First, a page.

Hence, we can conclude from our study that augmentation gastrocystoplasty is a safe and viable option without any adverse effect on height or bone mineral density without significantly altering metabolic or acid base homeostasis.

Financial support and sponsorship

Nil.

Conflicts of interest

There are no conflicts of interest.



 
   References Top

1.
Sinaiko E. Artificial bladder from segment of stomach and study of effect of urine on gastric secretion. Surg Gynecol Obstet 1956;102:433-8.  Back to cited text no. 1
    
2.
Adams MC, Mitchell ME, Rink RC. Gastrocystoplasty: An alternative solution to the problem of urological reconstruction in the severely compromised patient. J Urol 1988;140:1152-6.  Back to cited text no. 2
    
3.
DeFoor W, Minevich E, Reeves D, Tackett L, Wacksman J, Sheldon C. Gastrocystoplsty: Long term follow up. J urol 2003;170:1647-50.  Back to cited text no. 3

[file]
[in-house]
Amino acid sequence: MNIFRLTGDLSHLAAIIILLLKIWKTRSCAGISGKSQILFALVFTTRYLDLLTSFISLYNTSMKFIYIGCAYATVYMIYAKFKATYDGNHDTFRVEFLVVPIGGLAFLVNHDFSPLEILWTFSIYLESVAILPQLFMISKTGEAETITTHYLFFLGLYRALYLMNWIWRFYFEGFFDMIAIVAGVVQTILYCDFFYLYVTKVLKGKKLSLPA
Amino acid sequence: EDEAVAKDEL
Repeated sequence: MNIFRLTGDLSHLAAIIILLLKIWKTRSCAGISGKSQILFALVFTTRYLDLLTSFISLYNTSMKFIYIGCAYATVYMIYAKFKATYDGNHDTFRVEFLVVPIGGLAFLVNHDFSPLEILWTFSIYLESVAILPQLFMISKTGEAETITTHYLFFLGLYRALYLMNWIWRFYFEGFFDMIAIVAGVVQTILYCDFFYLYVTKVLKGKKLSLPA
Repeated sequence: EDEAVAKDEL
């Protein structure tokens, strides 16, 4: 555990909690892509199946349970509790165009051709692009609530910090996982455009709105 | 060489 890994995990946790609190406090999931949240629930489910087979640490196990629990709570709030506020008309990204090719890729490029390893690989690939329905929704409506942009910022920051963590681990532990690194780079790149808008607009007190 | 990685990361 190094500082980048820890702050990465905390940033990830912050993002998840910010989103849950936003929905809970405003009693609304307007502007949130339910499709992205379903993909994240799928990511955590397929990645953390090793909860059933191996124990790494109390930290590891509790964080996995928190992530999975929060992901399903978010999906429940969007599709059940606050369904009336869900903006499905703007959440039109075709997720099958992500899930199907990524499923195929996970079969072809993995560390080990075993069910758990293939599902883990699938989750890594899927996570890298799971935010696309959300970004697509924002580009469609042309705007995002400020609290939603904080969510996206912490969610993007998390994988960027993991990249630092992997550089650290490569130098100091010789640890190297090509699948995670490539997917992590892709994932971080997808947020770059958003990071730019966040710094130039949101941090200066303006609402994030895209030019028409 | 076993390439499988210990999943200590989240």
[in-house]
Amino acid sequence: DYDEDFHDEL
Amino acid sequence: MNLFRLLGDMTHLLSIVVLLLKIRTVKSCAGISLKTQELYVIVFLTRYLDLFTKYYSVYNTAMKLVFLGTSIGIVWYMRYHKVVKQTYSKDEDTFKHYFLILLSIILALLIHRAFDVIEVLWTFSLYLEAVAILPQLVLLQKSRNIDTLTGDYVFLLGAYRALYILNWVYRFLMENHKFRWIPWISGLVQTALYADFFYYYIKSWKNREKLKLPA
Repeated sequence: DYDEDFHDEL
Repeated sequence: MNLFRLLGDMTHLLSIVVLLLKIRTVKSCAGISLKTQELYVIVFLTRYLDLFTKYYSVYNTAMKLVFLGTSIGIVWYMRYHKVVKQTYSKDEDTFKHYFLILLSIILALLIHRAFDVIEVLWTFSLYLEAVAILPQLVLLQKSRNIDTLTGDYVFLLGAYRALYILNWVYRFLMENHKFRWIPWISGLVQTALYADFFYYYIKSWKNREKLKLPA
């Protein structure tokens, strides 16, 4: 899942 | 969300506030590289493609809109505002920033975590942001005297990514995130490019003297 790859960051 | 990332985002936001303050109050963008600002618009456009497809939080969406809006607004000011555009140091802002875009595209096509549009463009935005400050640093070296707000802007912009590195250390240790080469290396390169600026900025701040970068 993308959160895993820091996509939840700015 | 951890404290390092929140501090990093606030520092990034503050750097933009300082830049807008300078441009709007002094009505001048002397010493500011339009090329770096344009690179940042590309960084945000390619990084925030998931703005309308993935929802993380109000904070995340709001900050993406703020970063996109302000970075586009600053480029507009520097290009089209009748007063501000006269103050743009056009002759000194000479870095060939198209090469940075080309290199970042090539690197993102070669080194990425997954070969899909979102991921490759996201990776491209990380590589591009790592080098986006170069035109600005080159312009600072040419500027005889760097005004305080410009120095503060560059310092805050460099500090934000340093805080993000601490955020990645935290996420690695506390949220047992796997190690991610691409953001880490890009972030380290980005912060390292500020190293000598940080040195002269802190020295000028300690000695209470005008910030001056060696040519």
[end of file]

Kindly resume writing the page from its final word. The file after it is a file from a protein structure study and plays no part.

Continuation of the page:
4.
Leonard MP, Dharamsi N, Williot PE. Outcome of gastrocystoplsty in tertiary pediatric urology practice. J Urol 2000;164:947-50.  Back to cited text no. 4
    
5.
Kurzrock EA, Baskin LS, Kogan BA. Gastrocystoplasty: Long-term followup. J Urol 1998;160:2182-6.  Back to cited text no. 5
    
6.
Gosalbez R Jr, Woodard JR, Broecker BH, Parrott TS, Massad C. The use of stomach in pediatric urinary reconstruction. J Urol 1993;150:438-40.  Back to cited text no. 6
    
7.
Mingin GC, Stock JA, Hanna MK. Gastrocystoplasty: Long-term complications in 22 patients. J Urol 1999;162:1122-5.  Back to cited text no. 7
    
8.
Gilbert SM, Hensle TW. Metabolic consequencesand long-term complications of enterocystoplastyin children: A review. J Urol 2005;173:1080-6.  Back to cited text no. 8